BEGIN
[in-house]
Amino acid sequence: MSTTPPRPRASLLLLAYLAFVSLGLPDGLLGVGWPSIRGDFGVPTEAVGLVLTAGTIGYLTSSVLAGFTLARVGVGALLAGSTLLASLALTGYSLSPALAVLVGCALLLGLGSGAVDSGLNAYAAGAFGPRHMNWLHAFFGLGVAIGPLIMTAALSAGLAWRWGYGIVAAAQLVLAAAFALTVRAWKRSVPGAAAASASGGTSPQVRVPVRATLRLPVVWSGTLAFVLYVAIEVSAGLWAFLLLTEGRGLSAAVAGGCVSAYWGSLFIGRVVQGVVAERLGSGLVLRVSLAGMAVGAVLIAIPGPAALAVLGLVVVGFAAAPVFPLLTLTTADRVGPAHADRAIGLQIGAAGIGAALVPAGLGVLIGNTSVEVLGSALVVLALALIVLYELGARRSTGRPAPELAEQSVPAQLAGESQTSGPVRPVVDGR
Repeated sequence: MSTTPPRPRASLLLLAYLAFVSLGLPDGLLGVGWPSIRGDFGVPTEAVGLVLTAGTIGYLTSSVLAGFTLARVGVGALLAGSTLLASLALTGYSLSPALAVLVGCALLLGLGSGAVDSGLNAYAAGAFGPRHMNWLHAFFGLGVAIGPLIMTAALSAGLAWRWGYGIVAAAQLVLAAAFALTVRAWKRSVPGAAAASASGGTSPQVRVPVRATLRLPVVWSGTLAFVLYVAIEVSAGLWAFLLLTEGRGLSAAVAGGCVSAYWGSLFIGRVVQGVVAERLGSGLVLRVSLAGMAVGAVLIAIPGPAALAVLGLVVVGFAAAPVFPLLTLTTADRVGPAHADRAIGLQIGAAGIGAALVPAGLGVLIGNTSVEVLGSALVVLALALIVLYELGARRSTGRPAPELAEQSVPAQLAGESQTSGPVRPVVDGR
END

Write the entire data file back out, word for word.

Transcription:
[in-house]
Amino acid sequence: MSTTPPRPRASLLLLAYLAFVSLGLPDGLLGVGWPSIRGDFGVPTEAVGLVLTAGTIGYLTSSVLAGFTLARVGVGALLAGSTLLASLALTGYSLSPALAVLVGCALLLGLGSGAVDSGLNAYAAGAFGPRHMNWLHAFFGLGVAIGPLIMTAALSAGLAWRWGYGIVAAAQLVLAAAFALTVRAWKRSVPGAAAASASGGTSPQVRVPVRATLRLPVVWSGTLAFVLYVAIEVSAGLWAFLLLTEGRGLSAAVAGGCVSAYWGSLFIGRVVQGVVAERLGSGLVLRVSLAGMAVGAVLIAIPGPAALAVLGLVVVGFAAAPVFPLLTLTTADRVGPAHADRAIGLQIGAAGIGAALVPAGLGVLIGNTSVEVLGSALVVLALALIVLYELGARRSTGRPAPELAEQSVPAQLAGESQTSGPVRPVVDGR
Repeated sequence: MSTTPPRPRASLLLLAYLAFVSLGLPDGLLGVGWPSIRGDFGVPTEAVGLVLTAGTIGYLTSSVLAGFTLARVGVGALLAGSTLLASLALTGYSLSPALAVLVGCALLLGLGSGAVDSGLNAYAAGAFGPRHMNWLHAFFGLGVAIGPLIMTAALSAGLAWRWGYGIVAAAQLVLAAAFALTVRAWKRSVPGAAAASASGGTSPQVRVPVRATLRLPVVWSGTLAFVLYVAIEVSAGLWAFLLLTEGRGLSAAVAGGCVSAYWGSLFIGRVVQGVVAERLGSGLVLRVSLAGMAVGAVLIAIPGPAALAVLGLVVVGFAAAPVFPLLTLTTADRVGPAHADRAIGLQIGAAGIGAALVPAGLGVLIGNTSVEVLGSALVVLALALIVLYELGARRSTGRPAPELAEQSVPAQLAGESQTSGPVRPVVDGR